It’s 9pm, and I am writing from my office. Somehow, and I am not sure how, there are only 12 days left of 2014. After putting in a 12+ hour day at the office, I wanted to stop and reflect, and think about where time has gone.
Nearly two months ago, I came across a piece titled, “The Disease of Being Busy“. It resonated with me a great deal, and I had been meaning to write about it. But, because I’ve been too busy, I’m just now getting around to it.
Truth be told, I am so sick of being busy. I am tired of answering every “how’ve you been” question from friends, whom I see on average once a month with, “oh you know, always busy.” Anyone who’s ever known me is well aware of my pattern of constantly filling time with dozens of activities. This article highlights that this lifestyle begins at a young age, and it most certainly did for me. My Tiger Mom signed me up for every activity imaginable, and I’ve been busy since age 3, with the exception of my two years in Cameroon, and everyday since, I dream of living that pace of life again.
The life of a young professional has lived up to its soul-sucking name of 9-5 (or more like 7-6), socializing, and bed. Or as they say in French, métro, boulot, dodo (metro, work, sleep). In an effort to defy the stereotype, I’ve thrown myself into meaningful activities over the past year. I started book clubs, took +Acumen courses, even helped started the Shanghai Chapter of +Acumen. I go to museums, attend talks, concerts, and more, in an attempt to enrich my soul. I joined running groups, yoga studios to maintain a healthy lifestyle. I socialize with wonderful friends from around the world, and then, there is dating.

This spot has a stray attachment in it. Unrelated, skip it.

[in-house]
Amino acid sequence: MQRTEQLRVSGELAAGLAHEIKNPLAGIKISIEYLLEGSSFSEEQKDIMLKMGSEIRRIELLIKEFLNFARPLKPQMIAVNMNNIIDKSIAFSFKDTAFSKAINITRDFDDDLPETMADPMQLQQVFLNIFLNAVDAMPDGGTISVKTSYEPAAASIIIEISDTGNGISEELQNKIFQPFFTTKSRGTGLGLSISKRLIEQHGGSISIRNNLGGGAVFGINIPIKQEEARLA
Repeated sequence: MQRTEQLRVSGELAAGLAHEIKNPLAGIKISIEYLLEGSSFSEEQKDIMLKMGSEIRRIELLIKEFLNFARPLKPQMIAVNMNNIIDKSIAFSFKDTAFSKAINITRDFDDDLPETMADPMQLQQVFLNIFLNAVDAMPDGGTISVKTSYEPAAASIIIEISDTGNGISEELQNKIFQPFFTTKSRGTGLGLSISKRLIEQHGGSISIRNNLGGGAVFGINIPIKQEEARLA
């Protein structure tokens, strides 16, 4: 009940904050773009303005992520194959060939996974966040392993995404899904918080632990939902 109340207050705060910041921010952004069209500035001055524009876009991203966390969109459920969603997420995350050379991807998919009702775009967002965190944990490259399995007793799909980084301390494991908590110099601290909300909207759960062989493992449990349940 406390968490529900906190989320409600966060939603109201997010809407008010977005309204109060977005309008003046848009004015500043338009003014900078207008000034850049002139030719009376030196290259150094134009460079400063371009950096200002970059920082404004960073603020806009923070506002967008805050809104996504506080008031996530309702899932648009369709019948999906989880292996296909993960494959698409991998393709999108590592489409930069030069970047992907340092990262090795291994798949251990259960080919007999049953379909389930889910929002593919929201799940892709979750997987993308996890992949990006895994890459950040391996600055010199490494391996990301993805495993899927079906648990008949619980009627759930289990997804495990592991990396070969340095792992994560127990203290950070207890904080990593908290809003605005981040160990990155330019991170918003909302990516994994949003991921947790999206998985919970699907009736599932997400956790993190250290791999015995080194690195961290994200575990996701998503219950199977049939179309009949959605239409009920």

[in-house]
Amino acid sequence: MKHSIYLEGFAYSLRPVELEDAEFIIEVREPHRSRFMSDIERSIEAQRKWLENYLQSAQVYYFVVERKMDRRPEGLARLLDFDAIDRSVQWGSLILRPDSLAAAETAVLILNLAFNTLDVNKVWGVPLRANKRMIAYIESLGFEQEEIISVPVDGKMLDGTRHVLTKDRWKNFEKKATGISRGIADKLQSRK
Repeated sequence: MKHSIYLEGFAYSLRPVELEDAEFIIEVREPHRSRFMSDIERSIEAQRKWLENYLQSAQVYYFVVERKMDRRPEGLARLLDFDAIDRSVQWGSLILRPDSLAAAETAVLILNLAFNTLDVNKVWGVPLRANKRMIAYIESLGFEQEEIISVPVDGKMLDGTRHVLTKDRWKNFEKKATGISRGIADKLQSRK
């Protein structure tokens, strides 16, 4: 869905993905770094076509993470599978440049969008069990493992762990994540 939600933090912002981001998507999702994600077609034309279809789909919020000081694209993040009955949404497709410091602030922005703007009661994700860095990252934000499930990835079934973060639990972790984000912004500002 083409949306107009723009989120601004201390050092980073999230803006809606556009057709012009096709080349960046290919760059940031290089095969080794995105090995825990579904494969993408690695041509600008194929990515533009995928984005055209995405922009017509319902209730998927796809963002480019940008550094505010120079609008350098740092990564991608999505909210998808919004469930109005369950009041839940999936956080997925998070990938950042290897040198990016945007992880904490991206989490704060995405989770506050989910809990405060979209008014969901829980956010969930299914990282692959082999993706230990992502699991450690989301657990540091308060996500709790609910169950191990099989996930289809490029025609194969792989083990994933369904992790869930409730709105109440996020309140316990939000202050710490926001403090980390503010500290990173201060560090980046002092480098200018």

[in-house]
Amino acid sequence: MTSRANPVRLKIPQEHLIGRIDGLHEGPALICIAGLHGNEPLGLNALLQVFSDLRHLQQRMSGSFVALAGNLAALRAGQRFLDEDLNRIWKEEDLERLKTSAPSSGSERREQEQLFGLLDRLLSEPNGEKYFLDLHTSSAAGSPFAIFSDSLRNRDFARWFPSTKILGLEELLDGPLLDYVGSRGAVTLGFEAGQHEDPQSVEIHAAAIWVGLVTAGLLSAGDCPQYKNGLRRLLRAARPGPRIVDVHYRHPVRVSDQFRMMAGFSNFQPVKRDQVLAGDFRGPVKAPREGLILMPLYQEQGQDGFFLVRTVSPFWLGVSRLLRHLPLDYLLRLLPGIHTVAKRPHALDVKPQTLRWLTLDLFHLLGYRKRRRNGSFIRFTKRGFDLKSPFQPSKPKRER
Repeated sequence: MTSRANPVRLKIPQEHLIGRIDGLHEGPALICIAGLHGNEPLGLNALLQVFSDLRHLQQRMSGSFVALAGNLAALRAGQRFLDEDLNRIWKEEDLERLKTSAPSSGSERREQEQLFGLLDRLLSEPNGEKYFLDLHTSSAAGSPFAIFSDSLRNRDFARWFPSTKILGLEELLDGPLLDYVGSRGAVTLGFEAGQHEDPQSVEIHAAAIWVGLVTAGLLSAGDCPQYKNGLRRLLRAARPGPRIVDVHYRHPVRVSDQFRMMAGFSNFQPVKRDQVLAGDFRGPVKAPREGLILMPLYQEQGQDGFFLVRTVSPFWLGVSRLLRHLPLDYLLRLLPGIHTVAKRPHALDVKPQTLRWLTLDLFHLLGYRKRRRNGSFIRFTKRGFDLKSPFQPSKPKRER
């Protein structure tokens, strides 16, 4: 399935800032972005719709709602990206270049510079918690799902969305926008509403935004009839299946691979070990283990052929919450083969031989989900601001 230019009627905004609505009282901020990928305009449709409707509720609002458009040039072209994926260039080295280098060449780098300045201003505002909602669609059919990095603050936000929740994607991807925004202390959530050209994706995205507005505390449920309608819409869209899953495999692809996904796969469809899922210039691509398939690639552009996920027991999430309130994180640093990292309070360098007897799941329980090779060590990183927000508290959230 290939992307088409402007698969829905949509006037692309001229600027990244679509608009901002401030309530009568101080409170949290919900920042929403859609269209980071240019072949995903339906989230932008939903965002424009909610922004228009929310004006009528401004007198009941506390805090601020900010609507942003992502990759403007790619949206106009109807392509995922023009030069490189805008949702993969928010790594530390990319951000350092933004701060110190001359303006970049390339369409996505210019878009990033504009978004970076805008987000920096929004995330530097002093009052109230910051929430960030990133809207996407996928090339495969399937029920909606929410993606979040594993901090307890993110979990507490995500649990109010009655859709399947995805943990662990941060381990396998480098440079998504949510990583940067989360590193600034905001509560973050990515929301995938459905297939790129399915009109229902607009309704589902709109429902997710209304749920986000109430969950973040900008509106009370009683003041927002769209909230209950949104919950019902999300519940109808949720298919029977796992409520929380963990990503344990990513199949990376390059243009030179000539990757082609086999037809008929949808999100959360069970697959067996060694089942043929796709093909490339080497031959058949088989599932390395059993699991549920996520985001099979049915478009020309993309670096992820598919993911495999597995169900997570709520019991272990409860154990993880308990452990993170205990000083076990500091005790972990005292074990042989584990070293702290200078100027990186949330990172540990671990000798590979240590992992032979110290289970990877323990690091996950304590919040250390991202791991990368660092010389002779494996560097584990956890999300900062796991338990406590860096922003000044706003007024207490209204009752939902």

Let’s remember there are only 24 hours to a day. And as a result, I am always, ALWAYS, busy. In the last few months, the level of busy has reached an out-of-control level. I no longer have time to write, to reflect, and to build quality relationships. My friends joked that they need a two-week in advance appointment to see me. I’m harder to book than a Manhattan restaurant. Days run into weeks, and months, and before you know, entire 365 days pass before you. Perhaps this is why people have mid-life crises. I can see how easily it would be to fall into this pattern of life, and then before you know it, 1, 3, 5, 10 years can pass.
Scary. A busy life does not equate to a fulfilled life.
And thus, as this year comes to an end, I want to put an end to the perpetual busy life that I lead. The article reminded me that I need to live a much more human life. I’ve thought for weeks on how to best achieve this, and surprisingly, it comes down to being selfish, something I’ve always been taught NOT to do.
Yet, to live a human, quality life is to be extremely selfish with those precious 24 hours that I possess. It requires a new level of self awareness: to know when I need to be alone, or whom I prefer to spend time with. I need to be selfish and learn to say no (also difficult). Yet, perhaps as a result, I can achieve a life filled with more quality rather than quantity of, well, everything.
As I reflect on this “problem”, I am fully aware of the ridiculousness of it all. It’s a privileged person problem. Yet to better serve this world, it’s also important to understand my own limitations. The question that I ponder over is no longer, “what should I do with my life”, but rather, “how should I live my life.” Food for thought for the remaining 12 days of 2014, and beyond.